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Tropical food farmers must grow more on less land, as climate policy shifts

Green groups blame the production of palm oil, the world’s most widely used edible oil, and other agricultural commodities for much of the destruction, as carbon-storing forests are cleared for plantations, ranches, and farms. — REUTERS

KUALA LUMPUR — Tropical farmers will struggle to meet rising food demand unless they sustainably boost yields on the same land, with rising forest protection and carbon prices aimed at fighting climate change expected to hinder agriculture expansion, researchers said on Monday.

A report by thinktank Orbitas looked at the financial risks to tropical farmers and agricultural businesses — including palm oil, soybean, and beef — if they do not adapt to new climate actions by governments, companies, and consumers.

It found that those risks are as significant in agriculture as they are in the energy and transport sectors.

If temperature increases are capped at 1.5 degrees Celsius, in line with the lower temperature goal of the Paris climate accord, up to 600 million hectares of agricultural land — or more than 10% of agricultural land globally — will need to revert to forests, the report said.

This is party due to an expectation that prices paid for carbon storage in forests could rise above the revenue that could be obtained from using that same land for agriculture, said Mark Kenber, managing director of Orbitas.

“A response to climate change that gets the world anywhere close to net-zero emissions will require farming and agro industry to transform,” Mr. Kenber added. “This is an enormous blind spot for investors.”

In 2019, tropical rainforests — whose preservation is considered crucial to limiting planetary heating — disappeared at a rate of one football pitch every six seconds, according to data from online monitoring service Global Forest Watch.

Green groups blame the production of palm oil, the world’s most widely used edible oil, and other agricultural commodities for much of the destruction, as carbon-storing forests are cleared for plantations, ranches, and farms.

Environmentalists say conserving existing forests and restoring damaged ones reduces the risk of drought and flooding, stores more planet-warming carbon, and protects threatened biodiversity.

The Orbitas study focused on tropical farmers and agriculture businesses, many of which have large land banks for future expansion on their balance sheets.

It analyzed the consequences for these firms from changing climate change policy — such as government carbon financing and forest protection schemes, corporate zero-deforestation and emissions pledges, and changes in consumer habits.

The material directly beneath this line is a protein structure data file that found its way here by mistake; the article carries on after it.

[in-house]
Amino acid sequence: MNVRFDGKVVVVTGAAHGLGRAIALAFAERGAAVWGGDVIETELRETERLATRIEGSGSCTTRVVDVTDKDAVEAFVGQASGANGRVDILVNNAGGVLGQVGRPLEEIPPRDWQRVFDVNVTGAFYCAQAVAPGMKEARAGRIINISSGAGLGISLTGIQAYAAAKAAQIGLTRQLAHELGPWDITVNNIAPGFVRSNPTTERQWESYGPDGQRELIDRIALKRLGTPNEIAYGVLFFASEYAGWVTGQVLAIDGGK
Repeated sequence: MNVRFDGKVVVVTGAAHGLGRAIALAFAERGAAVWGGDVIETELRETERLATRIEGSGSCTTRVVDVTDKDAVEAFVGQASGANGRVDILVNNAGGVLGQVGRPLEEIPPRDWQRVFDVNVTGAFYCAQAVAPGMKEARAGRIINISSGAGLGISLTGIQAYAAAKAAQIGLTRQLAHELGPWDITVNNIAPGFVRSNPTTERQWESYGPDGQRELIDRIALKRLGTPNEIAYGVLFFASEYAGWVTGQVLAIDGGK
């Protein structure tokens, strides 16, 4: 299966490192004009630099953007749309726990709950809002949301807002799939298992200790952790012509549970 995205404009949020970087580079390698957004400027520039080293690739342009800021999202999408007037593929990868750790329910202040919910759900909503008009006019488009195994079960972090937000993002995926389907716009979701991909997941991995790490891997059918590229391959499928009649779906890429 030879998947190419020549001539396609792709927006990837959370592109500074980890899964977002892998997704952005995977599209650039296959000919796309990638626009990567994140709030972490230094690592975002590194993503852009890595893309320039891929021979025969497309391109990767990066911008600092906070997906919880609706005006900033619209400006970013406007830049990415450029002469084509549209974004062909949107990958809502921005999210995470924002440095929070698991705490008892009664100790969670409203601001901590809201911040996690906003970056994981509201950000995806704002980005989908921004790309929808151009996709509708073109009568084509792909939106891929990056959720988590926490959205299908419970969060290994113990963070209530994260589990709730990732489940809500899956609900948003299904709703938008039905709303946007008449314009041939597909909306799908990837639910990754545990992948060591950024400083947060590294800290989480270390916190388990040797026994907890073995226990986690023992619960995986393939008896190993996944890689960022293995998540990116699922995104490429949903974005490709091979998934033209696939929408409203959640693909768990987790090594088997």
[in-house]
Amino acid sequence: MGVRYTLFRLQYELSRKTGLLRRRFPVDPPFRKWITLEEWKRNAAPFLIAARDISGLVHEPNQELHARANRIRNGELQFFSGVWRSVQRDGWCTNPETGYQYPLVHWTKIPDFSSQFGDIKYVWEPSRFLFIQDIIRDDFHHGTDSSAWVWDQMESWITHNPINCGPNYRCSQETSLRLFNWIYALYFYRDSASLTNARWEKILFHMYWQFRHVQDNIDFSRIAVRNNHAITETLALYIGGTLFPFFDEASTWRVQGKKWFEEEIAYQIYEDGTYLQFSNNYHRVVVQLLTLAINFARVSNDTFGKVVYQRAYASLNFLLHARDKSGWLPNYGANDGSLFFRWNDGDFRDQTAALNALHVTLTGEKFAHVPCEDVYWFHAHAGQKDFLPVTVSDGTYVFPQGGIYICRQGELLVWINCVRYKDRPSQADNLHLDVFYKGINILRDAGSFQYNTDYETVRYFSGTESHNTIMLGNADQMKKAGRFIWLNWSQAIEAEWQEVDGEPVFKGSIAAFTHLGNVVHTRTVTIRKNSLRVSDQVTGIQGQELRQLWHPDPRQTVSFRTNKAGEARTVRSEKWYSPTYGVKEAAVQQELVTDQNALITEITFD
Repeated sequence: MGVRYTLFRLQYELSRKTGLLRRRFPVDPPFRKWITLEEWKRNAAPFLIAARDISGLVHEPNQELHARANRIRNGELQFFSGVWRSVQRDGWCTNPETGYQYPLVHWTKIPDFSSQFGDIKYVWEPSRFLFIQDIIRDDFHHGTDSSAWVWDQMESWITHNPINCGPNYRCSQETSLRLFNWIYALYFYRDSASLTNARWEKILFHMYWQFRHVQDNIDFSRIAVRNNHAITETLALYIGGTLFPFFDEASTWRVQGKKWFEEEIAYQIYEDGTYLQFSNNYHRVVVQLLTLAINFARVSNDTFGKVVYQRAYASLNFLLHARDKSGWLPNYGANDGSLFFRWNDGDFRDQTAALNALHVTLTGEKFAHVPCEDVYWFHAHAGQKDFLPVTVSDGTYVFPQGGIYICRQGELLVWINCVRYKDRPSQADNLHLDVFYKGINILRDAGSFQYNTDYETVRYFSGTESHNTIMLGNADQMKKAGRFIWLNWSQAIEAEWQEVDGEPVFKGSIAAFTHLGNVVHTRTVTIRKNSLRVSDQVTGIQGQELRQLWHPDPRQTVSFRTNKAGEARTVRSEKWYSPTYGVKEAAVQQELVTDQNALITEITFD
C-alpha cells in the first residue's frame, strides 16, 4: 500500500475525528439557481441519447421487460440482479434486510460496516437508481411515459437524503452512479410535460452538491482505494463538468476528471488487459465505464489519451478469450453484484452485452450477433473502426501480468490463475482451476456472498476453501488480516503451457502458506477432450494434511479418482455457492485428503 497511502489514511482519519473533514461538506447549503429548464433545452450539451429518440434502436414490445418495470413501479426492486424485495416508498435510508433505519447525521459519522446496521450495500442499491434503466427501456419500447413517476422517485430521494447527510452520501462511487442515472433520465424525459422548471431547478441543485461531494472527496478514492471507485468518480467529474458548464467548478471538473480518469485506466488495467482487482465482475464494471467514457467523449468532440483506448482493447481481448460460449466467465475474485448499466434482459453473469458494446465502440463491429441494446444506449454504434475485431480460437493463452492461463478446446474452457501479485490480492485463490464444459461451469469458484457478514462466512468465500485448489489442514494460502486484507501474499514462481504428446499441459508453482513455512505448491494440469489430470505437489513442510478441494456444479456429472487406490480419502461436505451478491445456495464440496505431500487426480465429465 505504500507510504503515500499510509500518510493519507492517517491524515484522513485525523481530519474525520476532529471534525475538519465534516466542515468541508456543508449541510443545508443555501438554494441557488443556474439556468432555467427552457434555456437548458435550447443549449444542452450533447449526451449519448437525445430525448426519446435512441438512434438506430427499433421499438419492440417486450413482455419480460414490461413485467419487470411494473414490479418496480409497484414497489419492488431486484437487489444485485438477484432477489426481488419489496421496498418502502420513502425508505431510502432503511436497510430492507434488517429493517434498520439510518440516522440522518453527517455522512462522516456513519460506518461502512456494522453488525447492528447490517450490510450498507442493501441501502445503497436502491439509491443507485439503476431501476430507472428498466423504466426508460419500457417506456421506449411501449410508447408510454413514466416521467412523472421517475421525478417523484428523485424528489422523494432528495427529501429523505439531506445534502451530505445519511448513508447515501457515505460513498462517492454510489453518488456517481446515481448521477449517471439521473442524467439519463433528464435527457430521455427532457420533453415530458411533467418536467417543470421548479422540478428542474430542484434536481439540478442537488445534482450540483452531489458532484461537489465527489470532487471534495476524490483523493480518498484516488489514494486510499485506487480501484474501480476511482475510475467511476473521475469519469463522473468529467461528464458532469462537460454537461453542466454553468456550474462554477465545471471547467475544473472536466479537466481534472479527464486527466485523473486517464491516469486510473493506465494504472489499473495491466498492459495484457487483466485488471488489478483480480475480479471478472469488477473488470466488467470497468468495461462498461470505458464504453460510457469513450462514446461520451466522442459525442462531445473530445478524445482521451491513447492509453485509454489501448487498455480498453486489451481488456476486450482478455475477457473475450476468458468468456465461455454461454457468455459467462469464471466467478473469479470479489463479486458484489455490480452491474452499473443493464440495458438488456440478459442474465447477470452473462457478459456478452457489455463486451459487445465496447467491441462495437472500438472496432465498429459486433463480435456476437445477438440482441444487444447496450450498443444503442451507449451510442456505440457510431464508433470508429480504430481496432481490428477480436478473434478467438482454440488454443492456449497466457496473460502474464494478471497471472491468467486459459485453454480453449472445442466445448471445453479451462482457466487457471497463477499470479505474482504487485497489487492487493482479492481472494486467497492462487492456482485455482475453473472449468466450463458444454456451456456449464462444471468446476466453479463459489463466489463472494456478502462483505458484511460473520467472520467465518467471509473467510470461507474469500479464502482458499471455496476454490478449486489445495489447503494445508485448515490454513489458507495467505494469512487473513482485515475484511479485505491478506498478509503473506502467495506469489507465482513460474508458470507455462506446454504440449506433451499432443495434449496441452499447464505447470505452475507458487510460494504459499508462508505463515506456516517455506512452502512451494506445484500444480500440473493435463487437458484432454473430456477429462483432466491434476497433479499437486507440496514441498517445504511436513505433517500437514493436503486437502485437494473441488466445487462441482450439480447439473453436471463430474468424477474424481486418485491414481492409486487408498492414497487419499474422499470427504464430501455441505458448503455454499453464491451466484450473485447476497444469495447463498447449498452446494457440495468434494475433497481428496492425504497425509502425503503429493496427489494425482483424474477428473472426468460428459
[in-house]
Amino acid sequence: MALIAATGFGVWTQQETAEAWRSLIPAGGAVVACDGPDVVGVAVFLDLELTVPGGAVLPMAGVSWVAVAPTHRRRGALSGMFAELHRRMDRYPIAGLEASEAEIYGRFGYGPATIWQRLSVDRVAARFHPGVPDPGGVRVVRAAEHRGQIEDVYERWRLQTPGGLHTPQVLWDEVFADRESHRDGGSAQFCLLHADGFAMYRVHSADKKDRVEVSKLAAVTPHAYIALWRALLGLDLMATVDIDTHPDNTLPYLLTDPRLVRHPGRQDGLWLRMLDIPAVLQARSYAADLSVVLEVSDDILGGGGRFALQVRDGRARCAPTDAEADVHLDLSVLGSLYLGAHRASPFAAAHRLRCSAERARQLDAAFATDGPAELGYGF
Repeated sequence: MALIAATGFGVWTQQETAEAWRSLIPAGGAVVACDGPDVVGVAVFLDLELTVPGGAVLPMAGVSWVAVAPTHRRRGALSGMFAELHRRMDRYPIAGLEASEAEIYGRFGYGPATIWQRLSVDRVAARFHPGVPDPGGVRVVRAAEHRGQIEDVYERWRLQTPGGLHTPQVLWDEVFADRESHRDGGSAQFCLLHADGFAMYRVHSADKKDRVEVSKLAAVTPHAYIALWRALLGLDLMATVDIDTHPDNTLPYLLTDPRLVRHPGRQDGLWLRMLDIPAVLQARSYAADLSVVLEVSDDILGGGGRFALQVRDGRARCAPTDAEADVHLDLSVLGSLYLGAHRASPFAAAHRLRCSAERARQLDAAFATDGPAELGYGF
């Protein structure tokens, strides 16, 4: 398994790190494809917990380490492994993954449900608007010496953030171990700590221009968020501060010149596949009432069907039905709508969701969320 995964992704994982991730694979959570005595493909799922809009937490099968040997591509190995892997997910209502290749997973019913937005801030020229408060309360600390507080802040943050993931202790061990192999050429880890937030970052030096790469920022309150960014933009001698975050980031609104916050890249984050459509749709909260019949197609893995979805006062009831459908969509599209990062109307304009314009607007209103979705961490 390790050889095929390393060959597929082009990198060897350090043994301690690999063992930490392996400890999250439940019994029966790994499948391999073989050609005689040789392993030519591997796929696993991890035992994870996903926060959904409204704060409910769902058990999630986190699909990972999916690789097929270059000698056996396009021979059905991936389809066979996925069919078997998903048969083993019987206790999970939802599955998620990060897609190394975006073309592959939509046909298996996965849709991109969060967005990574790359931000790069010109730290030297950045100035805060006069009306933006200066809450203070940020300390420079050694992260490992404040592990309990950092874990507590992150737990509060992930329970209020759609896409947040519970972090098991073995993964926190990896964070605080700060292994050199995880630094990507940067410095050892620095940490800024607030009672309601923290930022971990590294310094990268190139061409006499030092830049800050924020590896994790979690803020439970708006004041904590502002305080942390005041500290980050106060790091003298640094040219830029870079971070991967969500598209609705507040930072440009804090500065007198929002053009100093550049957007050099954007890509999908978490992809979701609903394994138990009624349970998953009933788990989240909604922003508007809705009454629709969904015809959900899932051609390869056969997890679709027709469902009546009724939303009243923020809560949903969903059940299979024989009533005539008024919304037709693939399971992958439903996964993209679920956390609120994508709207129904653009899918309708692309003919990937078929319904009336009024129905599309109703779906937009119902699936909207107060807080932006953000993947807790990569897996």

It found that companies whose business strategies rely on expansion into forested territories will confront vastly increased land prices and possibly no access at all.

Those that already hold forest concessions as land banks will face significant asset stranding, although they could benefit from carbon credits if they adapt their businesses and become more sustainable and transparent.

“Even under pretty modest policy, deforestation will have to end quite soon—and that’s between 2025–2040—depending on the carbon price and strength of policy,” London-based Mr. Kenber told the Thomson Reuters Foundation by phone.

COMING WRITE-OFFS
In Indonesia, up to 76% of unplanted forest concessions and 15% of existing palm oil assets could be written-down or off under a meaningful national climate transition, the report said.

Carbon credits and regulations will further disrupt agricultural businesses, it said, with global palm oil, beef, and soybean producers facing up to $19 billion in additional costs each year.

“Demand for palm oil is going to continue to grow whatever happens. Those who will win will be those who can satisfy that demand by sustainably increasing yields (on existing land), managing their emissions, and looking for complementary revenue streams,” said Mr. Kenber.

Public and private finance will be needed to enable small-scale palm oil growers—who are responsible for about 40% of output from top producing countries Indonesia and Malaysia—to also improve their yields, he added.

By investing in sustainable intensification, regenerative agriculture, and diversifying revenue streams, forward-looking agricultural companies will see their net value and profitability rise under climate transitions, the report said.

Robin Chazdon, a professor at Australia’s University of the Sunshine Coast who has researched the best places to replant forests, said caring for land and water must become the new bottom line — not only for communities and countries but also for businesses and corporations.

Corporate agendas and demand for short-term economic gain currently drive much use of the earth’s resources, she said.

For businesses, “the resulting losses of biodiversity, escalating carbon emissions, and decline of ecosystem services have been externalized and dismissed as ‘not my problem,’” she said. “Now these issues have become everyone’s problem and the fate of the planet hangs in the balance.”

Tom Picken, a director at green group Rainforest Action Network, said investors that continue to finance forest destruction, rights abuses, and climate change are risking their bottom line as governments and markets increasingly recognize forest areas as no-go zones for expansion.

“Feeding the world does not have to mean cutting down more forests,” Mr. Picken said. — Thomson Reuters Foundation

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